In a closed loop system, a pressurized fluid source 18 is provided which is constituted by a small, electrically-operated water pump P installed in a reservoir R. The water in the reservoir is heated or cooled by a suitable thermoelectric device D of the type having a cold and a hot junction in an arrangement selectively controlled by an associated system 19 to provide either hot or cold water. The temperature of the hot or cold water is regulated by the control system 19 so that the water temperature is at a desired level. To this end, use is made of a temperature sensor 20 coupled to one of the pipes in the array to generate a signal whose magnitude is a function of the jacket water temperature.
Drain line 17 returns the water to supply 18 for recirculation through the array of pipes in the jacket. Thus if a water temperature of 35° F. is prescribed, the closed loop system will set and maintain the jacket temperature at substantially this level despite variations in ambient temperature, and the temperature of the body member.
Alternatively, the closed loop system may consist of a small water pump operating in conjunction with two reservoirs, the pump being coupled through a valve switch to either reservoir. One reservoir is filled with refrigerated water, the other containing hot water heated with an immersion heater or similar means, the switch making it possible to operate the jacket with either hot or cold fluid. In the closed loop system, the pump preferably operates in conjunction with a flow regulator to maintain a constant flow rate through the parallel pipes of the jacket.
A heat-exchange jacket in accordance with the invention has many uses. Thus a tool in the rehabilitation of athletes suffering from injuries, it may be placed over either a muscle region or joint that has sustained an injury. In modern sports medicine, a preferred method of treatment is to combine cold or heat and exercise in a prescribed manner. Immediately after an injury to a knee, the jacket is operated in the code mode for at least a half hour to reduce swelling and minimize pain. Pain is relieved because of the ice anaesthesia effect. Thereafter the jacket temperature is raised by running hot water through it while the knee is put through an exercise regimen. Because the jacket is stretchable, as the knee is flexed, the jacket will assume the same form.
The exercise program may be performed with Nautilus equipment, a stationary bicycle or whatever other equipment is indicated. The length and intensity of the exercise/heating cycle is determined on an individual basis, a one-half hour period for this purpose being typical.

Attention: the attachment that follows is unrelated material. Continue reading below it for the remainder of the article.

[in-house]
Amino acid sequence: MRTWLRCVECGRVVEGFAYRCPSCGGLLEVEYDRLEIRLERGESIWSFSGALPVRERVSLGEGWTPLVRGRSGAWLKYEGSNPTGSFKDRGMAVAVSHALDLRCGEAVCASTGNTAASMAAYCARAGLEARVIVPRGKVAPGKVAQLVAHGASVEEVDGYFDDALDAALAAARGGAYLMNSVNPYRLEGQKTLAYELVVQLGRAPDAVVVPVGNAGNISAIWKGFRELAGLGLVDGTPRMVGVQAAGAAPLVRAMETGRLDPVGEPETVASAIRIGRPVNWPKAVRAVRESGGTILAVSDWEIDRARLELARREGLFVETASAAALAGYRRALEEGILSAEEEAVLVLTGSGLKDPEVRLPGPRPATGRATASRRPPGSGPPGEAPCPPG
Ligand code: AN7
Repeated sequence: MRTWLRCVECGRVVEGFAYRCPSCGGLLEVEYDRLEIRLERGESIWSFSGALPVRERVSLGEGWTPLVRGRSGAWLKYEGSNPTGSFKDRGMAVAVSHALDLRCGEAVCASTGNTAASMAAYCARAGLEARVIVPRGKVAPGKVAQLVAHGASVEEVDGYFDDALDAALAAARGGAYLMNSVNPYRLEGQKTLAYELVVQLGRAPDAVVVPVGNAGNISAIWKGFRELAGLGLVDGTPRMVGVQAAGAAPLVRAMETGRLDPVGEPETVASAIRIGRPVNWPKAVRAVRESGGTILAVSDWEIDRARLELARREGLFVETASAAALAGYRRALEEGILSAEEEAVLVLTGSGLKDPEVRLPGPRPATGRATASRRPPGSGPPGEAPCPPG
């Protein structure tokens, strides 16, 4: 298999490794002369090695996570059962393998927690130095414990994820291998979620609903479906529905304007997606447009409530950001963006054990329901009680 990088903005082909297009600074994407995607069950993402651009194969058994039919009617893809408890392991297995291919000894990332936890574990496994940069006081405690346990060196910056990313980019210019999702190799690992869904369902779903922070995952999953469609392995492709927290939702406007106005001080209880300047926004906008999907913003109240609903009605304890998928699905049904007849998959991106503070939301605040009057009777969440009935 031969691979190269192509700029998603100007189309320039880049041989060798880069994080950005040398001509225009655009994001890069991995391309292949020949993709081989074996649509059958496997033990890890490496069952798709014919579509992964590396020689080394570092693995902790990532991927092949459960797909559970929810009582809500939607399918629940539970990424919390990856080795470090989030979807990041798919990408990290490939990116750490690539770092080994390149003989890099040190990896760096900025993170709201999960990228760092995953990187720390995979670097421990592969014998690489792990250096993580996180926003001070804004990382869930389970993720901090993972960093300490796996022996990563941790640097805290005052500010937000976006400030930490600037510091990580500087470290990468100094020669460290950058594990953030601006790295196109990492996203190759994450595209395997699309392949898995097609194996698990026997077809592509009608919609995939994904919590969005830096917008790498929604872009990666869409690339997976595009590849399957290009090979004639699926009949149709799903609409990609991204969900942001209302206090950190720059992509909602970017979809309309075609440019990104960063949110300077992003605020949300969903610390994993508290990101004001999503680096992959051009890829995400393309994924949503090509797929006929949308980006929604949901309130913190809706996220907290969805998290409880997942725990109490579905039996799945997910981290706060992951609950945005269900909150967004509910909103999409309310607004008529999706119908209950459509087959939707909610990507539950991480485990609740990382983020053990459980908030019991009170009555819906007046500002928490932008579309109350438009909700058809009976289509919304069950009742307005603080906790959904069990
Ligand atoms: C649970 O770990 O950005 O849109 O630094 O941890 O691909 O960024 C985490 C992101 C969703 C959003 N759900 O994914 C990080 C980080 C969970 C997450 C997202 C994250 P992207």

Following the heat cycle, the jacket is then switched back to the cold mode. The alternate bouts of cold, heat and exercise cause a constriction and dilation of the blood vessels in the injured region which acts to purge or pump this area with an enhanced fresh blood supply to speed up the rehabilitation process.
Joint injuries may benefit from prolonged cold treatment, whereas muscle tears and capillary damage respond better to an initial cold treatment followed by operation of the jacket in the hot mode. Though the jacket will not rehabilitate structural damage, it will accelerate the healing process of injuries incurred during exercise that are non-structural in nature. If used properly under medical supervision, the jacket will function to speed recovery from surgery to correct structural damage.
The jacket is also usable as a training aid for professional athletes or serious amateurs. Frequently, athletic training programs such as those for marathon runners or basketball players are intensive to a degree giving rise to an elevated lactic acid level in the muscles. This lactic acid build-up causes fatigue and prevents complete muscle fiber recovery on a day-to-day basis, particularly when there is insufficient overnight rest to allow normal circulation to purge the lactic acid and other accumulated metabolites.
The heat-exchange jacket may therefore be used by athletes after strenuous workouts. By alternating cold, hot and exercise cycles in a manner calculated to increase local blood circulation, the removal of lactic acid and other metabolites can be facilitated to minimize fatigue and to promote muscle fiber recovery. In effect, this procedure affords the athlete the benefits of a good rest without actually taking a day off--thereby improving his performance.
While there has been shown and described a preferred embodiment of a stretchable textile heat-exchange jacket in accordance with the invention, it will be appreciated that many changes and modifications may be made therein without, however, departing from the essential spirit thereof.
|Cited Patent||Filing date||Publication date||Applicant||Title|
|US1896953 *||18 May 1931||7 Feb 1933||Starke Hassell Cecil||Electric ice cap|
|US1970200 *||12 Sep 1932||14 Aug 1934||Short Winifred Margaret||Therapeutical bed-pad|
|US2250325 *||12 Oct 1938||22 Jul 1941||Eugene L Barnes||Thermal device|
|US2397232 *||21 Jun 1944||26 Mar 1946||Eugene L Barnes||Flexible applicator|
|US3079765 *||26 Sep 1961||5 Mar 1963||Litton Systems Inc||Cooling garment|
|US3233662 *||17 Jul 1962||8 Feb 1966||Chuen Yuen Yat||Heat exchange panels|
|US3744555 *||12 Nov 1971||10 Jul 1973||Gen Electric||Automatic control of liquid cooling garment by cutaneous and external auditory meatus temperatures|
|US3900035 *||3 Jul 1974||19 Aug 1975||Lipsky Milton H||Therapeutic elastic bandage|
|US3995621 *||27 Jan 1976||7 Dec 1976||Nasa||Liquid cooled brassiere and method of diagnosing malignant tumors therewith|
|US4118946 *||23 Nov 1976||10 Oct 1978||Eddie Sam Tubin||Personnel cooler|
|US4149541 *||6 Oct 1977||17 Apr 1979||Moore-Perk Corporation||Fluid circulating pad|
|US4172495 *||3 Aug 1977||30 Oct 1979||Energy Systems Corporation||Slurry cooling of helmets|
|US4353359 *||16 Jul 1979||12 Oct 1982||Milbauer Nathaniel A||Portable jacket for treatment and protection of injured body members|
|DE2743919A1 *||29 Sep 1977||6 Apr 1978||Chattanooga Pharmacal Co||Vorrichtung zum kuehlen eines koerperteils|